On being a monk: silence and stillness
GYEONGJU, South Korea -- In the middle of a bamboo grove, a monk clad in a loose gray tunic and pants did a perfect split in midair, his feet splayed against two pieces of bamboo.
"Oh my God," I whispered, watching him levitate. One of the monks came up and imitated my American accent and girlish wonder: "Oh my Go-od." We both laughed.
This was not a scene out of some artfully filmed martial arts movie. It was the culmination of my day as a Korean Buddhist monk after an overnight stay at Golgulsa , a small Buddhist temple about three hours southeast of Seoul.
I was looking for some inner peace. I'd been bombarded by Seoul. My mom and I were still recovering from a lame Korean-language bus tour in "Korea's Hawaii" -- an over-the-top resort island called Jeju. And mom had begun to lose her English, speaking in clipped verbs and nouns, then ceasing to talk to me altogether.
I started my visit to Golgulsa as I had every other Buddhist temple I visited. I sipped water from the plastic dippers that hung near the fountain and set off to explore a dozen shrines scattered over the hillside.
At the very top, a giant Buddha was engraved in the rock. In candlelit alcoves, rows of stone statues sat, exuding calm; brightly colored lanterns were strung all around, in celebration of Buddha's birthday.
Then I stepped into my role as a monk, an exercise in stillness and silence. A quiet woman brought me to the women's dorm and handed me the schedule.
After dinner -- a simple meal of rice, kim chi, spinach, bean sprouts, and soup -- we walked to the bottom of the hill and learned the basic breathing and movements of Sunmudo , a "Zen martial art" that seems a mix of tae kwon do and yoga.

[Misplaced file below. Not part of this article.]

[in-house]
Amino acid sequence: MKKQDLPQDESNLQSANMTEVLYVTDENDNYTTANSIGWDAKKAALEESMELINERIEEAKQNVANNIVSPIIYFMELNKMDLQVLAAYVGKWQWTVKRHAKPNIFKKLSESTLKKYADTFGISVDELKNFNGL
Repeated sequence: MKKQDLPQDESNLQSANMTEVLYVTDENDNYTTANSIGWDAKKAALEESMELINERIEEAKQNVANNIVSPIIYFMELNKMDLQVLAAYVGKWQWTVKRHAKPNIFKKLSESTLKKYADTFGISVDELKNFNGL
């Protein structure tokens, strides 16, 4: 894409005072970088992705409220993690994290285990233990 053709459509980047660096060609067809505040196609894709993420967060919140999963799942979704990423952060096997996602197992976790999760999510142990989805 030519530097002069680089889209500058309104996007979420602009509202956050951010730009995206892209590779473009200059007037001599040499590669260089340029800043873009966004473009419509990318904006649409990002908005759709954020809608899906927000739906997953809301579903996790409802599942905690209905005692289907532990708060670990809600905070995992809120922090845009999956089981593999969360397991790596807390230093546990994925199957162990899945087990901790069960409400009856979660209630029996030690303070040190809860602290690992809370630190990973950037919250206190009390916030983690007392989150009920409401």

After warm-ups, the more advanced class executed ballet-like kicks. A monk took us aside and showed us how to begin Zen breathing, a controlled exhalation that seems to tap into deeper energies in a body. We tried a simpler maneuver that ended with one leg outstretched parallel to the floor, arms clasped next to our heads. The class finished with delicate, flowing hand exercises in which our thumbs touched and grew apart from one another as if we were conjuring lotus flowers in front of our hearts.
At 10 p.m., I unrolled my traditional Korean bedding, a thin mattress called a "yo" that lies on the heated floor, or "ondol."
Before we knew it, the sound of a hollow, rhythmic thumping was approaching. It was 4 a.m. We had been warned.
"If anyone absent the morning chant (4:30), he or she should do 3,000 times of bow for punishment, and everyone in Golgul-Temple should fast one day," the schedule read.
At chanting, we bowed methodically as the monks voices' vibrated. Then, we began meditation: First, we sat and cleared our minds, focusing on stillness; then we walked in silence; and finally, we ate.
For monks, food is meditation and breakfast is eaten in silence where even the clacking of chopsticks on a bowl is loud. Food, water, and soup are poured from one bowl to another, and a piece of kimchi is the sponge to wipe everything clean.
After breakfast, the monks immersed us in a kind of basic training for monks that left our muscles aching. We hopped up a few dozen stone stairs, crawled down on all fours, walked up the stairs in a low squat, and then wheelbarrow raced down as the monks used one of their few English words: "faster."
Then, we went for a walk down a steep hill, up past terraced rice paddies, and to the edge of the bamboo grove.
"Run!" they yelled, and we started into the grove, slipping and falling on the slick mat of bamboo leaves that covered the ground. Only then did the monks begin to laugh, clambering up onto the stalks of bamboo, pirouetting above us.
At first it was intimidating, the slippery, flexible rods swaying. But then, yanking on my thighs, straining with my arms, I made it about eight feet off the ground, did a split, and let go of everything. The monks were bracing my feet, but it didn't matter -- I felt I was no longer connected to the ground.
CAROLYN Y. JOHNSON